Note variable starting times
    Five-lecture series: Large orbit closures of translation surfaces are strata or loci of double covers
    Speakers: Paul Apisa (University of Michigan) and Alex Wright (University of Michigan)
    Any translation surface can be presented as a collection of polygons in the plane with sides identified. By acting linearly on the polygons, we obtain an action of GL(2,R) on moduli spaces of translation surfaces. Recent work of Eskin, Mirzakhani, and Mohammadi showed that GL(2,R) orbit closures are locally described by linear equations on the edges of the polygons. However, which linear manifolds arise this way is mysterious.

    In this lecture series, we will describe new joint work that shows that when an orbit closure is sufficiently large it must be a whole moduli space, called a stratum in this context, or a locus defined by rotation by π symmetry.

    We define "sufficiently large" in terms of rank, which is the most important numerical invariant of an orbit closure, and is an integer between 1 and the genus g. Our result applies when the rank is at least 1+g/2, and so handles roughly half of the possible values of rank.

    The five lectures will introduce novel and broadly applicable techniques, organized as follows:
    1. An introduction to orbit closures, their rank, their boundary in the WYSIWYG partial compactification, and cylinder deformations.
    2. Reconstructing orbit closures from their boundaries (this talk will explicate a preprint of the same name).
    3. Recognizing loci of covers using cylinders (this talk will follow a preprint titled “Generalizations of the Eierlegende-Wollmilchsau”).
    4. An overview of the proof of the main theorem; marked points (following the preprint “Marked Points on Translation Surfaces”); and a dichotomy for cylinder degenerations.
    5. Completion of the proof of the main theorem.
  9. July 16, 2020: Stationary measure and orbit closure classification for random walks on surfaces
    Speaker: Ping Ngai (Brian) Chung (The University of Chicago)
    [abstract] We study the problem of classifying stationary measures and orbit closures for non-abelian action on surfaces. Using a result of Brown and Rodriguez Hertz, we show that under a certain average growth condition, the orbit closures are either finite or dense. Moreover, every infinite orbit equidistributes on the surface. This is analogous to the results of Benoist-Quint and Eskin-Lindenstrauss in the homogeneous setting, and the result of Eskin-Mirzakhani in the setting of moduli spaces of translation surfaces.

    We then consider the problem of verifying this growth condition in concrete settings. In particular, we apply the theorem to two settings, namely discrete perturbations of the standard map and the \Out(F_2)-action on a certain character variety. We verify the growth condition analytically in the former setting, and verify numerically in the latter setting.
  10. July 2, 2020: Quantitative weak mixing for random substitution tilings
    Speaker: Rodrigo Treviño (Maryland)
    [abstract] "Quantitative weak mixing" is the term used to bound the dimensions of spectral measures of a measure-preserving system. This type of study has gained popularity over the last decade, led by a series of results of Bufetov and Solomyak for a large class of flows which include general one-dimensional tiling spaces as well as translation flows on flat surfaces, as well as results on quantitative weak mixing by Forni. In this talk I will present results which extend the results for flows to higher rank parabolic actions, focusing on quantitative results for a broad class of tilings in any dimension. The talk won't assume familiarity with almost anything, so I will define all objects in consideration.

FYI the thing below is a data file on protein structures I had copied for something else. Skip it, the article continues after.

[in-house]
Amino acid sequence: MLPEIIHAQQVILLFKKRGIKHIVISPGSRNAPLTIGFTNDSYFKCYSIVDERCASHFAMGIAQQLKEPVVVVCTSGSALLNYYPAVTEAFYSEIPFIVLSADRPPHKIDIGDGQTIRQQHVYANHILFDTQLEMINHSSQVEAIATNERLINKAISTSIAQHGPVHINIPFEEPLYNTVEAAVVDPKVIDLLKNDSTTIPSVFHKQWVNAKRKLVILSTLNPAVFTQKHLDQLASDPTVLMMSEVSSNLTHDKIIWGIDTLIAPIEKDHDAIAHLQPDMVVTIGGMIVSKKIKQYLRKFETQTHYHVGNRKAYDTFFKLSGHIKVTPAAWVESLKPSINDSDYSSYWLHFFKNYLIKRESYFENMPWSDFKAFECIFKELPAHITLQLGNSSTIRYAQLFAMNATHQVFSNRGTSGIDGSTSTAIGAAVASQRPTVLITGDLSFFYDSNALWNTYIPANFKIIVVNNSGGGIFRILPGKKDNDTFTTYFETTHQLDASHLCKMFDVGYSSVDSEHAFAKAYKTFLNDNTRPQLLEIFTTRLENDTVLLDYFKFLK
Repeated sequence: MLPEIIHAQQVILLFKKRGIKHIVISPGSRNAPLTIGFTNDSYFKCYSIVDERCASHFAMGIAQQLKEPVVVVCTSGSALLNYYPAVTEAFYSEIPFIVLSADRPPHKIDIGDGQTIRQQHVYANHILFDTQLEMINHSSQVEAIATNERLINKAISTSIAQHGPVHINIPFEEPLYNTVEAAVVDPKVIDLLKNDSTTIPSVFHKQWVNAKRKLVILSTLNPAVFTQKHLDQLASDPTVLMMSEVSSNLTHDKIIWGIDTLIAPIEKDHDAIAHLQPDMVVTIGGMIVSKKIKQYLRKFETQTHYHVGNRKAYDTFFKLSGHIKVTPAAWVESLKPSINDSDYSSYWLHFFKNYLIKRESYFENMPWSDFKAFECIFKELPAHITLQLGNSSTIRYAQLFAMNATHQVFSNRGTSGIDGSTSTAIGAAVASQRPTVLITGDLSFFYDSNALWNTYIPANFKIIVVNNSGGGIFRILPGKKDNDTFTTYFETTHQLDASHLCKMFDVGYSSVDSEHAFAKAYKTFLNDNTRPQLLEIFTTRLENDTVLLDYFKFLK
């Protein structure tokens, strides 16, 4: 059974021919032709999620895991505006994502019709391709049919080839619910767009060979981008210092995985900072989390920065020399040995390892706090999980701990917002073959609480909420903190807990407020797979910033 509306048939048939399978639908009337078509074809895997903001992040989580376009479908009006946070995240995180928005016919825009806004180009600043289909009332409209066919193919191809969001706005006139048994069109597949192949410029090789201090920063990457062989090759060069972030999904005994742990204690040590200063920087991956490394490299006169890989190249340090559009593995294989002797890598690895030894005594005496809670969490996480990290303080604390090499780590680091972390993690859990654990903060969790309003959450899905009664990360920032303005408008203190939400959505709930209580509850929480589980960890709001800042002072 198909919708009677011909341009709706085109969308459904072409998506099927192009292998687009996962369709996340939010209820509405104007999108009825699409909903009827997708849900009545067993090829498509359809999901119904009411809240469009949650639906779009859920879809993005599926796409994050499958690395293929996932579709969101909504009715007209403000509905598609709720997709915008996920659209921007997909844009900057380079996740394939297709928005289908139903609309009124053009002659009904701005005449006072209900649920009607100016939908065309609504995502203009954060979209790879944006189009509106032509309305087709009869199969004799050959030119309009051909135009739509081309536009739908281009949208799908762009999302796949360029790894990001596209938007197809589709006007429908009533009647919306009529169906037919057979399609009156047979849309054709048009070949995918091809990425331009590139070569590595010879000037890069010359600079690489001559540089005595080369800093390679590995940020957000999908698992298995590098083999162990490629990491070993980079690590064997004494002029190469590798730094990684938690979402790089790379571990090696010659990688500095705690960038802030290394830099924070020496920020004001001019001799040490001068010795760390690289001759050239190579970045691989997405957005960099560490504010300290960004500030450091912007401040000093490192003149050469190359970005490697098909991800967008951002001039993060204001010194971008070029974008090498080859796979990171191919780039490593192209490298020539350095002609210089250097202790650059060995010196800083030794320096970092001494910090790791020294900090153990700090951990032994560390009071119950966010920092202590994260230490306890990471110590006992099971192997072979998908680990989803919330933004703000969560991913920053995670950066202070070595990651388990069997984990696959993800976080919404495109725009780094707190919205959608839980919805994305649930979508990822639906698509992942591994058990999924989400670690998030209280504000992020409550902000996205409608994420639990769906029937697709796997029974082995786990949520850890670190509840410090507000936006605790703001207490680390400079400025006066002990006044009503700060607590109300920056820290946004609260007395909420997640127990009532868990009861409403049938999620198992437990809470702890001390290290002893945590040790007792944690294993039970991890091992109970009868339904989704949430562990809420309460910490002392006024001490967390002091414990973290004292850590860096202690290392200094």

(talk postponed from June 25)
  11. June 18, 2020: Counting social interactions for discrete subsets of the plane
    Speaker: Samantha Fairchild (Washington)
    Slides, Videorecording on MathTube
    [abstract] Given a discrete subset V in the plane, how many points would you expect there to be in a ball of radius 100? What if the radius is 10,000? Due to the results of Fairchild and forthcoming work with Burrin, when V arises as orbits of non-uniform lattice subgroups of SL(2,R), we can understand asymptotic growth rate with error terms of the number of points in V for a broad family of sets. A crucial aspect of these arguments and similar arguments is understanding how to count pairs of saddle connections with certain properties determining the interactions between them, like having a fixed determinant or having another point in V nearby. We will spend the first 40 minutes discussing how these sets arise and counting results arise from the study of concrete translation surfaces. The following 40 minutes will be spent highlighting the proof strategy used to obtain these results, and advertising the generality and strength of this argument that arises from the computation of all higher moments of the Siegel--Veech transform over quotients of SL(2,R) by non-uniform lattices.
  12. June 11, 2020: There exists a weakly mixing billiard in a polygon
    Speaker: Jon Chaika (Utah)
    Slides, Videorecording on MathTube
    [abstract] This main result of this talk is that there exists a billiard flow in a polygon that is weakly mixing with respect to Lebesgue measure on the unit tangent bundle to the billiard. This strengthens Kerckhoff, Masur and Smillie's result that there exists ergodic billiard flows in polygons. The existence of a weakly mixing billiard follows, via a Baire category argument, from showing that for any translation surface the product of the flows in almost every pair of directions is ergodic with respect to Lebesgue measure. This in turn is proven by showing that for every translation surface the flows in almost every pair of directions do not share non-trivial common eigenvalues. This talk will explain the problem, related results, and approach. The talk will not assume familiarity with translation surfaces. This is joint work with Giovanni Forni.
  13. June 4, 2020, 13:00 PDT: Arithmetic and geometric properties of planar self-similar sets